“If you lose, you can go back to the military and build a force to go after the winner,” Harchawi said. “It shouldn’t be possible.”
Similarly, the draft law requires dual citizens to provide a “statement certified by the embassy of the donor country evidencing the filing of the final renunciation of citizenship. [the second] country”, but does not specify the process for verifying compliance.
According to Eaton at Chatham House, the debate over presidential eligibility criteria has been cut short by the preoccupation of Tobruk-based Libyan National Army (LNA) commander Khalifa Haftar, who also holds US citizenship.
“The United Nations previously felt that agreement could be reached in this area, so I think it’s a question of whether this agreement is being put in place to prevent a political process or whether it’s a real issue of controversy that can’t be navigated.” Eaton Dr.
The new interim government
Among the provisions that Bathili raised as concerns was the need to form a new government before the elections.
According to Harchawi, Bathili “knows that if a new government is installed, that government will do everything in its power to thwart the election and stay in power as long as possible.”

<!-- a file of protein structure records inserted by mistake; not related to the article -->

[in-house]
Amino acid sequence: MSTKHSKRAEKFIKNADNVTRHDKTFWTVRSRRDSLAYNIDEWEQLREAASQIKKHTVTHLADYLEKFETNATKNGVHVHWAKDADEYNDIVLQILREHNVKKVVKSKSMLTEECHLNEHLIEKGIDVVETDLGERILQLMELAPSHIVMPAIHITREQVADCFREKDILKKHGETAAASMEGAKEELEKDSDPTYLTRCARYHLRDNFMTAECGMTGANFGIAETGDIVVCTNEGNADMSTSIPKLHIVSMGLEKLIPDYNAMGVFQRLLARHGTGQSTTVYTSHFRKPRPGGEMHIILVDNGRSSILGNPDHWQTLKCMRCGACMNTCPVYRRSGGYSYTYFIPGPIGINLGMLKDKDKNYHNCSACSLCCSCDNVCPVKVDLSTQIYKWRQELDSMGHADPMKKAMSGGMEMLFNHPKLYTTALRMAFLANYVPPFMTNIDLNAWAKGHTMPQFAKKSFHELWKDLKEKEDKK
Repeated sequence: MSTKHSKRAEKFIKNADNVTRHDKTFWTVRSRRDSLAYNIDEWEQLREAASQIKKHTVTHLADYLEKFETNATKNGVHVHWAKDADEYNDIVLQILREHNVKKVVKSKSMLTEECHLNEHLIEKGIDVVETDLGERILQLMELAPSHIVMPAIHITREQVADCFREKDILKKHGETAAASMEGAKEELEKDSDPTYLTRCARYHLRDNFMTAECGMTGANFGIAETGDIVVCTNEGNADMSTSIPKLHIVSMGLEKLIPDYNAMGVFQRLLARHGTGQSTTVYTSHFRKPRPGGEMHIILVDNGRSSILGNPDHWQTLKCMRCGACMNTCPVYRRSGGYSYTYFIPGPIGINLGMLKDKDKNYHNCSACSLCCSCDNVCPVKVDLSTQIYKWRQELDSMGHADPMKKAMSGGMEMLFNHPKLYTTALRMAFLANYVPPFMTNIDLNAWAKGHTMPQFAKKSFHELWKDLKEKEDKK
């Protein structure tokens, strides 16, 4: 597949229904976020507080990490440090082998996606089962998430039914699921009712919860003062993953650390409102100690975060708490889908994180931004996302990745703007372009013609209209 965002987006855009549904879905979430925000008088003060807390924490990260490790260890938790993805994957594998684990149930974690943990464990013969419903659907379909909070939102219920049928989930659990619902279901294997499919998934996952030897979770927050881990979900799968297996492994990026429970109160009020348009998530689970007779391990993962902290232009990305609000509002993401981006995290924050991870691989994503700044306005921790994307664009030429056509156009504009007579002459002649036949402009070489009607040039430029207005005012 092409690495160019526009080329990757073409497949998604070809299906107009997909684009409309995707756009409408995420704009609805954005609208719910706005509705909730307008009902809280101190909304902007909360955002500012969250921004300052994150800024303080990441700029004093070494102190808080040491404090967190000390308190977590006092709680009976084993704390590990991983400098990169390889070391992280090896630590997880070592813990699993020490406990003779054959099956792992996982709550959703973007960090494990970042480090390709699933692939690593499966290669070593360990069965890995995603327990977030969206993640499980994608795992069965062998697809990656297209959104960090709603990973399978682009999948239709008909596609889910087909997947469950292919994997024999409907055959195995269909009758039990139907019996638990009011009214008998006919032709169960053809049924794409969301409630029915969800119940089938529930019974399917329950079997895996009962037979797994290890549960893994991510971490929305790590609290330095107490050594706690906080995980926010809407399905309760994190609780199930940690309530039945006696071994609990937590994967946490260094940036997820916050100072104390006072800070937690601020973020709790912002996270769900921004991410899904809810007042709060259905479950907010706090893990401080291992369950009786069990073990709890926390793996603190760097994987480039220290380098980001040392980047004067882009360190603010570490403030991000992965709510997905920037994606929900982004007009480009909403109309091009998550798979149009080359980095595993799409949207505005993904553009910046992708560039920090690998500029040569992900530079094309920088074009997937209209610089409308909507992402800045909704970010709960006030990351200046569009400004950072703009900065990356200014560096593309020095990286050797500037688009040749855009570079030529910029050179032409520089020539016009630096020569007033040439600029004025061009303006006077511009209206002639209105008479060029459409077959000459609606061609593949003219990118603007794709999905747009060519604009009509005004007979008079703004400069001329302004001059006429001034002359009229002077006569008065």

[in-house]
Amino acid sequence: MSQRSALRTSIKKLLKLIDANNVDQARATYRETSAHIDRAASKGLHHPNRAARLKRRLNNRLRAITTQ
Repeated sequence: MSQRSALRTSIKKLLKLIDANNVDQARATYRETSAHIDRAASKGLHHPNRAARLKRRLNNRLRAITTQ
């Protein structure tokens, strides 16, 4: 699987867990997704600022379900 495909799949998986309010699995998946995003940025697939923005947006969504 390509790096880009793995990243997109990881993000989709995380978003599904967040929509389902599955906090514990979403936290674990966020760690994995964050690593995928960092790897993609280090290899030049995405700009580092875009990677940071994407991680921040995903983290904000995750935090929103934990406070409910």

Additionally, the definition of a “new” government was still up for debate. “If Abdul Hamid Dweebah reshuffles his ministry and implements major changes, will there be a new government even if he remains prime minister?” Dr. Harchawi.
Debeiba’s rivals, including HR Speaker Aguila Saleh and the Egyptian government, have maintained that she will quit.
Eaton said the emphasis on forming an interim government again begs the question of whether the issue “hides the reluctance of existing elites to create a new mechanism that could lead to their replacement.”
“Some argument for their removal [Government of National Unity (GNU)] Fair from its privileged position, but if they form an interim government we will probably see the end of the election talks,” added the analyst.
Second round of voting
“The link between presidential and parliamentary elections” was identified by the UN envoy as potentially problematic.
According to Harchawi, the criteria for determining whether there would be a second round of voting was very unclear. “Even if a candidate wins with an absolute majority in the first round, there is still a mechanism to force a second round,” he said.
Additionally, provisions of the draft law also risked canceling parliamentary elections if the first round of presidential polls were not held or completed.
The parliamentary vote taking place at the same time as the second round of the presidential election exposes the possibility of the legislative vote being hijacked by presidential candidates unhappy with their performance in the first round, analysts said.
Bathili warned that these contested issues could possibly drag the electoral process as late as 2021, “leading to further polarization and even destabilization of the country”.
He said Libya had “once again reached a critical point”.
“Successful elections require not only a legal framework, but also a political agreement that ensures buy-in and inclusion of all key stakeholders.”